The  Mortgage Bankers Association (MBA) said the volume of purchase mortgage applications declined for a second week but refinancing more than recovered from last week's 7 percent loss. MBA's Market Composite Index, a measure of mortgage loan application volume, increased 4.6 percent on a seasonally adjusted basis during the week ended October 2 and was 5 percent higher than the prior week on an unadjusted basis.

The Refinancing Index rose 8 percent compared to the previous week and was 50 percent higher than the same week one year ago. Refinancing accounted for 65.4 percent of the week's applications, up from 63.3 percent the previous week.

The seasonally adjusted Purchase Index decreased 2 percent from one week earlier and was down 1 percent without an adjustment. Purchasing volume was 21 percent higher than the same week one year ago.


"Mortgage rates declined across the board last week - with most falling to record lows - and borrowers responded. The refinance index jumped 8 percent and hit its highest level since mid-August," said Joel Kan, MBA's Associate Vice President of Economic and Industry Forecasting. "Continuing the trend seen in recent months, the purchase market is growing at a strong clip, with activity last week up 21 percent from a year ago. The average loan size increased again to a new record at $371,500, as activity in the higher loan size categories continues to lead growth."

Added Kan, "There are signs that demand is waning at the entry-level portion of the market because of supply and affordability hurdles, as well as the adverse economic impact the pandemic is having on hourly workers and low-and moderate-income households. As a result, the lower price tiers are seeing slower growth, which is contributing to the rising trend in average loan balances."

The FHA share of total applications decreased to 11.0 percent from 11.4 percent the previous week while the VA share grew to 12.2 percent from 11.9 percent. USDA applications accounted for the same 0.5 percent share as the prior week.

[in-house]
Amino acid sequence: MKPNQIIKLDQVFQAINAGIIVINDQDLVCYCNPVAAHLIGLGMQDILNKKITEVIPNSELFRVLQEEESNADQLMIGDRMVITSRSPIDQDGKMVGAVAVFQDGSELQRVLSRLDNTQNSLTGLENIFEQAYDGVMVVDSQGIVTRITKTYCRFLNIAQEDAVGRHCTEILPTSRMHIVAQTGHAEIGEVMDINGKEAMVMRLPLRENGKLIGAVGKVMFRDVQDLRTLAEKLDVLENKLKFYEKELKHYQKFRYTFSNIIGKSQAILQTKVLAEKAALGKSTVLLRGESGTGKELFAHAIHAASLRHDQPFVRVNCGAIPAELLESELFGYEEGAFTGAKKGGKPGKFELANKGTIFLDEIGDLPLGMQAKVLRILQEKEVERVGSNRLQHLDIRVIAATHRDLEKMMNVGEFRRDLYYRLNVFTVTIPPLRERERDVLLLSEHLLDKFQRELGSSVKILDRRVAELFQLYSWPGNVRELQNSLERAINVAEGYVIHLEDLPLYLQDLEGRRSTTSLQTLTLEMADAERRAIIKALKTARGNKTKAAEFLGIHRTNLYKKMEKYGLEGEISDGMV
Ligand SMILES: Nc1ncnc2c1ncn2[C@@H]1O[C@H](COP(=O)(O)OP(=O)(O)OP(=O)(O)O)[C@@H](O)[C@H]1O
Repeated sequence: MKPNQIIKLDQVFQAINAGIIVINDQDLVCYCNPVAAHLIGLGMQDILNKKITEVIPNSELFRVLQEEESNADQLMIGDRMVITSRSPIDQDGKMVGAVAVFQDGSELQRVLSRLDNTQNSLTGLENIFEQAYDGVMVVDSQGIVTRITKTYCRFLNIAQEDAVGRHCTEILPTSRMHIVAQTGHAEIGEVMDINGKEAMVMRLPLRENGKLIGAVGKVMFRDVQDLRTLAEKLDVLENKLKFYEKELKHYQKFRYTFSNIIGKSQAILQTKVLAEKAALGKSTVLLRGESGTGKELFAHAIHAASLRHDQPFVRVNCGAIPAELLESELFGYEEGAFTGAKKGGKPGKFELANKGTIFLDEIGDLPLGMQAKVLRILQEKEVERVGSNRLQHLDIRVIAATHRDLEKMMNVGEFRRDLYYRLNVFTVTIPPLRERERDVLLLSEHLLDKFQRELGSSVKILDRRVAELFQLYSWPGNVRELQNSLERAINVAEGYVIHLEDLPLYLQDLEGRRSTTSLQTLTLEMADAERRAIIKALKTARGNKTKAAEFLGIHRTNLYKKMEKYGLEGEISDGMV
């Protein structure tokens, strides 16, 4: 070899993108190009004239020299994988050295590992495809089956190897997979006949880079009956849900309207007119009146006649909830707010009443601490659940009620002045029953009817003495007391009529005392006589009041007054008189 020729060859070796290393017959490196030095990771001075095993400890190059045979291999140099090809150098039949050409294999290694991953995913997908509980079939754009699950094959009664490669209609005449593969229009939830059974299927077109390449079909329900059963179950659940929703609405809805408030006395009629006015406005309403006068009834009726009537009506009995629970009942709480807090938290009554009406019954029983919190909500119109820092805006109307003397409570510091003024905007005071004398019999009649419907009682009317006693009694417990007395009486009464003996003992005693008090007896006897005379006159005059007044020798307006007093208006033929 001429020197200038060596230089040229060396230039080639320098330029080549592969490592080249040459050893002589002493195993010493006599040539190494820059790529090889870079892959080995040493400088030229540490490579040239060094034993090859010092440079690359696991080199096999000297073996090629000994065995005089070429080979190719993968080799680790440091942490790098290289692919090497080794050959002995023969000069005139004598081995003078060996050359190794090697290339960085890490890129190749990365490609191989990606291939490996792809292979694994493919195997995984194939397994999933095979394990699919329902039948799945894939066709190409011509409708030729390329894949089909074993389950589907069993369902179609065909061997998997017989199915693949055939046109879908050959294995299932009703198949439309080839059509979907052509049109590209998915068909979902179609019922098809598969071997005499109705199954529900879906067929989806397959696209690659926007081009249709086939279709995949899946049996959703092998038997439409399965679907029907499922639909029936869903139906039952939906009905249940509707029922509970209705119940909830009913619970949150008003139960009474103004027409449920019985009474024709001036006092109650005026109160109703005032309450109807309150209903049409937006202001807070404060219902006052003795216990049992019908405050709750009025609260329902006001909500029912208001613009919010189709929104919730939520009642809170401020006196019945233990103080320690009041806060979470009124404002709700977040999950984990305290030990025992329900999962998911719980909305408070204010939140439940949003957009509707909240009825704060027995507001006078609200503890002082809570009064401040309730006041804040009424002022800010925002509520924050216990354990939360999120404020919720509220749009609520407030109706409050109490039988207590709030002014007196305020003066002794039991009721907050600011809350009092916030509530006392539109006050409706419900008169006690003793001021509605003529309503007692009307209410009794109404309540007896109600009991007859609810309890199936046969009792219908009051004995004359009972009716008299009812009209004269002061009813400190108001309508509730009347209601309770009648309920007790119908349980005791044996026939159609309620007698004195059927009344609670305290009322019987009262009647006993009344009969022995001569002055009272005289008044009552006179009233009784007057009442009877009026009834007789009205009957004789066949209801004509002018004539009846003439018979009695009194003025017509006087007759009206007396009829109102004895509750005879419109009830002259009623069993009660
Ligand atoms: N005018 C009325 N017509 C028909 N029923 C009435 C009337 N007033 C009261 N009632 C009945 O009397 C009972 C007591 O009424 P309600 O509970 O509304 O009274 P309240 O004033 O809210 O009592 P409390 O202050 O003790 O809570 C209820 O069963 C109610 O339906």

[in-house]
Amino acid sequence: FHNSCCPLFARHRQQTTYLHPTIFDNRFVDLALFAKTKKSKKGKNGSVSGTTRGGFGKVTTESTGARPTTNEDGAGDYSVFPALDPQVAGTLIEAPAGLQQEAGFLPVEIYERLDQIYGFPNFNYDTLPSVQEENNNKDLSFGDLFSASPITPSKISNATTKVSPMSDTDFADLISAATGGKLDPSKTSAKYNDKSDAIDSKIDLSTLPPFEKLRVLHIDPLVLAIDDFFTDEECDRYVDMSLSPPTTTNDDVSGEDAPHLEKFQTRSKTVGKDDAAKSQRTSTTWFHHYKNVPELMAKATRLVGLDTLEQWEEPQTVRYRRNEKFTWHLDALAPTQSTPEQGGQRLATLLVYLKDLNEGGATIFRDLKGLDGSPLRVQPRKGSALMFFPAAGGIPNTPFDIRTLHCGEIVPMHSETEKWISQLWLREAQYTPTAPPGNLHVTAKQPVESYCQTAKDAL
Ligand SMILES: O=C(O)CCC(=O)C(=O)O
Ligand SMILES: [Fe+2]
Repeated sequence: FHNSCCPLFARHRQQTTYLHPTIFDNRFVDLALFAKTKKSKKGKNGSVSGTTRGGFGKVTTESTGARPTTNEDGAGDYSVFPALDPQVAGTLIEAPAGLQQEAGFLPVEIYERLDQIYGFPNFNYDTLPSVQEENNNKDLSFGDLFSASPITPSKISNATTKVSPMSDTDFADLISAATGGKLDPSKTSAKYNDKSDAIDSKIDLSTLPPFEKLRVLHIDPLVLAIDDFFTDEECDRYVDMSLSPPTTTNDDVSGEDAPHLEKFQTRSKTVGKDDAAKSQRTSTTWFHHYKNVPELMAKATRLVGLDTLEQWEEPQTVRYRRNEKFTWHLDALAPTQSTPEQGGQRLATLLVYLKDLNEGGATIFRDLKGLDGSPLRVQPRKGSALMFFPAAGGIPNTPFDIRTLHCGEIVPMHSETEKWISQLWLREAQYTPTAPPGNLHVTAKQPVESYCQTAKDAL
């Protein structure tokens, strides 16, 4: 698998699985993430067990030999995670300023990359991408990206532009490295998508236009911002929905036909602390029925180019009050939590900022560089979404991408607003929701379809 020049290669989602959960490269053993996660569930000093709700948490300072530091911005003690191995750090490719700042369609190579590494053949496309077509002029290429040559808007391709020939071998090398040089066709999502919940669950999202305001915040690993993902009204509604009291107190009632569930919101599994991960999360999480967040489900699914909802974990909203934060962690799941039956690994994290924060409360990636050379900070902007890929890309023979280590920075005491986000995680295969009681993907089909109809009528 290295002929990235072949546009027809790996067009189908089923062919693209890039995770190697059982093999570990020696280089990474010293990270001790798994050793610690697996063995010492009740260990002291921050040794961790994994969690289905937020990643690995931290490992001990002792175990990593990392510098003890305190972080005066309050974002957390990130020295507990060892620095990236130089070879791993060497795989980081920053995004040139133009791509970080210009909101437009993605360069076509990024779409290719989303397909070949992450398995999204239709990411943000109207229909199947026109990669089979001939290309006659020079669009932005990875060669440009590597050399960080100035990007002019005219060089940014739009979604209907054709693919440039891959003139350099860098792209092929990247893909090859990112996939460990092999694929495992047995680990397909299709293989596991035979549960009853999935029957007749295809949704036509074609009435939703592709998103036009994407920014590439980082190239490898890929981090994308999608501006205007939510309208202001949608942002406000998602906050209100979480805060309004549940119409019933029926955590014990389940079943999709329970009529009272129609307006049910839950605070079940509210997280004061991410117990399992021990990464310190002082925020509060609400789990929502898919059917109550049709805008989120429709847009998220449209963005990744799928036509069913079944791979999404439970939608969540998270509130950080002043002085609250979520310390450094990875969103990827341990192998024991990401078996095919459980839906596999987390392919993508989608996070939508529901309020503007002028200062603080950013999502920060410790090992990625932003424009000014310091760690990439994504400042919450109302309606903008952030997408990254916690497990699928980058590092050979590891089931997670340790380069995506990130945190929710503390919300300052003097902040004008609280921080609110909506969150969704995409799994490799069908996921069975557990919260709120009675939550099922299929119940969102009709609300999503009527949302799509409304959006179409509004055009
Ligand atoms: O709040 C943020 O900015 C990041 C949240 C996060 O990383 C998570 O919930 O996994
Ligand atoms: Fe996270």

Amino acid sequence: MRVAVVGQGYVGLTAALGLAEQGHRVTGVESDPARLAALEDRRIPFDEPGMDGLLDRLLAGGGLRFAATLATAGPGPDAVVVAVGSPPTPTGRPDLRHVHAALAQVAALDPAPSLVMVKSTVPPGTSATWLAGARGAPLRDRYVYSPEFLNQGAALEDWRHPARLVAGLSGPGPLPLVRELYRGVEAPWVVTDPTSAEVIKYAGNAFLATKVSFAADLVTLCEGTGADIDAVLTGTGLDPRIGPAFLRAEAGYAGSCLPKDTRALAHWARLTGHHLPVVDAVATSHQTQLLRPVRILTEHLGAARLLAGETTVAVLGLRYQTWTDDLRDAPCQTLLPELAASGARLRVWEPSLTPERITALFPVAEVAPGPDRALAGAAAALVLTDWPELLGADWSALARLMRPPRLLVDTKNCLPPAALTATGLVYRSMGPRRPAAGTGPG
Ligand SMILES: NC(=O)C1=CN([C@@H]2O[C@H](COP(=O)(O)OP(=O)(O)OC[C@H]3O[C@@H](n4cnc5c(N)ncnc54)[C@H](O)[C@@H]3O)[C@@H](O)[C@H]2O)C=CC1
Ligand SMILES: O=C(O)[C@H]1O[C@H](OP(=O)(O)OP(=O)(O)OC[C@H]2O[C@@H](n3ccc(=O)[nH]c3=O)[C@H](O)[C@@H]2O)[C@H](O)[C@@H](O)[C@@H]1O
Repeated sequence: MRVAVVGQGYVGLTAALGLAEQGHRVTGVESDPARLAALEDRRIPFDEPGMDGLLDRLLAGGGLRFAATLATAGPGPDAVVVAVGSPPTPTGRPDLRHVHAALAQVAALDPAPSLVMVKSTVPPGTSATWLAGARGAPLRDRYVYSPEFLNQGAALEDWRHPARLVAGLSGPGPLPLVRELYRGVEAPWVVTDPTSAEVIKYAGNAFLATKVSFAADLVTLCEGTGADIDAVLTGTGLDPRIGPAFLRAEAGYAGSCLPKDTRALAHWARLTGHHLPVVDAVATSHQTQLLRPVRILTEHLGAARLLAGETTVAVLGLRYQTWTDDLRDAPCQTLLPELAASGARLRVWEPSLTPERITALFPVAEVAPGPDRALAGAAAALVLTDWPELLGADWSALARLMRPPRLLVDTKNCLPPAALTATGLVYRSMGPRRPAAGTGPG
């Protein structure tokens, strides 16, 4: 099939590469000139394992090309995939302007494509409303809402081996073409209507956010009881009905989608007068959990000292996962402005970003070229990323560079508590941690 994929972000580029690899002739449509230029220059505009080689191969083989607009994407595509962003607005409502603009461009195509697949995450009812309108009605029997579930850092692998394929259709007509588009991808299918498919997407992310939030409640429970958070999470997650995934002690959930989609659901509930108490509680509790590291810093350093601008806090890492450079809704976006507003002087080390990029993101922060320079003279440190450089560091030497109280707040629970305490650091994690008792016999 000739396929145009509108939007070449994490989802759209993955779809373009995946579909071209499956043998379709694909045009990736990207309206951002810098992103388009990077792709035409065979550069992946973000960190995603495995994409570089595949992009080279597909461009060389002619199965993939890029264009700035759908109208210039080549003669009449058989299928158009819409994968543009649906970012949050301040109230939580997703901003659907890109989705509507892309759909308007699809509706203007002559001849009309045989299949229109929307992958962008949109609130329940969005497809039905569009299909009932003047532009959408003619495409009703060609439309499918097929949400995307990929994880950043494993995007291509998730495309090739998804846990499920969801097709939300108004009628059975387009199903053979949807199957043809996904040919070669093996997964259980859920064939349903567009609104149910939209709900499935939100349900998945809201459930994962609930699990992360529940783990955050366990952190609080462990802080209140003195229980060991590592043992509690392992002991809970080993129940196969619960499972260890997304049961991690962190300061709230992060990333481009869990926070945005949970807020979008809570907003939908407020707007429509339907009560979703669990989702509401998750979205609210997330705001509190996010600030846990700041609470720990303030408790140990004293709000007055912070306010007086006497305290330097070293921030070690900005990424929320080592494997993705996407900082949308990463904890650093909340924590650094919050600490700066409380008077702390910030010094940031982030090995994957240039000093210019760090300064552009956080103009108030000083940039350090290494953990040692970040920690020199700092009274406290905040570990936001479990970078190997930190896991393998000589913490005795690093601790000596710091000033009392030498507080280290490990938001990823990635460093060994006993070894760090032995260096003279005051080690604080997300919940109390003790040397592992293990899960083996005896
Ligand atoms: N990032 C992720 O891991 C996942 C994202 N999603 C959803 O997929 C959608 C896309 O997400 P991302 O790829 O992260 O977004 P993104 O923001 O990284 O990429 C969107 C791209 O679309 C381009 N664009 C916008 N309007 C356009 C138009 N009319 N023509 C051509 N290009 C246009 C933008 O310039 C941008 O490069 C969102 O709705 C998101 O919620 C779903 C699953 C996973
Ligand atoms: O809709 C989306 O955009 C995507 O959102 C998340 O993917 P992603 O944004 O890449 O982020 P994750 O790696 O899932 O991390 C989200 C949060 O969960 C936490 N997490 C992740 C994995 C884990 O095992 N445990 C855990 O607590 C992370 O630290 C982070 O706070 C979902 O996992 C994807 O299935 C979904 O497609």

As Kan said, rates declined for all loan types on both a contract and an effective basis. The average contract interest rate for 30-year fixed-rate mortgages (FRM) with balances at or below the conforming loan limit of $510,400 decreased to 3.01 percent from 3.05 percent, with points decreasing to 0.37 from  0.52.

The rate for jumbo 30-year FRM, loans with balances exceeding the conforming limit, decreased 2 basis points to 3.31 percent. Points dropped to 0.30 from 0.39.

Thirty-year FRM backed by the FHA had a contract rate of 3.12 percent with 0.32 point. The prior week the rate was 3.15 percent with 0.43 point.  

The average contract interest rate for 15-year FRM decreased to 2.59 percent from 2.65 percent. Points declined to 0.36 from 0.49.

The average contract interest rate for 5/1 adjustable rate mortgages (ARMs) decreased to 2.80 percent from 2.95 percent, with points decreasing to 0.34 from 0.55. The ARM share of activity remained unchanged at 2.2 percent of total applications.

MBA's Weekly Mortgage Applications Survey has been conducted since 1990 and covers over 75 percent of all U.S. retail residential applications Respondents include mortgage bankers, commercial banks, and thrifts. Base period and value for all indexes is March 16, 1990=100 and interest rate information is based on loans with an 80 percent loan-to-value ratio and points that include the origination fee.

MBA's latest Forbearance and Call Volume Survey puts the number of loans in forbearance as of September 27 at 3.4 million. The total declined by 6 basis points to 6.81 percent over the previous week.

The share of Fannie Mae and Freddie Mac loans in forbearance dropped for the 17th straight week, this time by 7 basis points, to 4.39 percent.  Ginnie Mae (FHA/VA) loans in forbearance grew by 1 basis point to 9.16  percent, while the forbearance share for portfolio loans and private-label securities (PLS) was down 13 basis points to 10.39  percent. The percentage of loans in forbearance for depository servicers decreased 8 basis points to 7.03  percent, and the percentage of loans in forbearance for independent mortgage bank (IMB) servicers decreased 4 basis points to 7.19  percent. 

By stage, 28.5 percent of total loans in forbearance are in the initial forbearance plan stage, while 70.07 percent are in a forbearance extension. The remaining 1.43 percent are forbearance re-entries.

"As of the end of September, there continues to be a slow and steady decrease in the share of loans in forbearance -driven by consistent declines in the GSE loan share - and a persistently high amount in the Ginnie Mae portfolio," said Mike Fratantoni, MBA's Senior Vice President and Chief Economist. "The significant churn in the labor market now, more than six months into the pandemic, is still causing financial distress for millions Total weekly forbearance requests as a percent of servicing portfolio volume (#) decreased elative to the prior week: from 0.11  percent to 0.08  percent.

MBA's latest Forbearance and Call Volume Survey covers the period from September 21 through September 27, 2020 and represents 74  percent of the first-mortgage servicing market (37.1 million loans).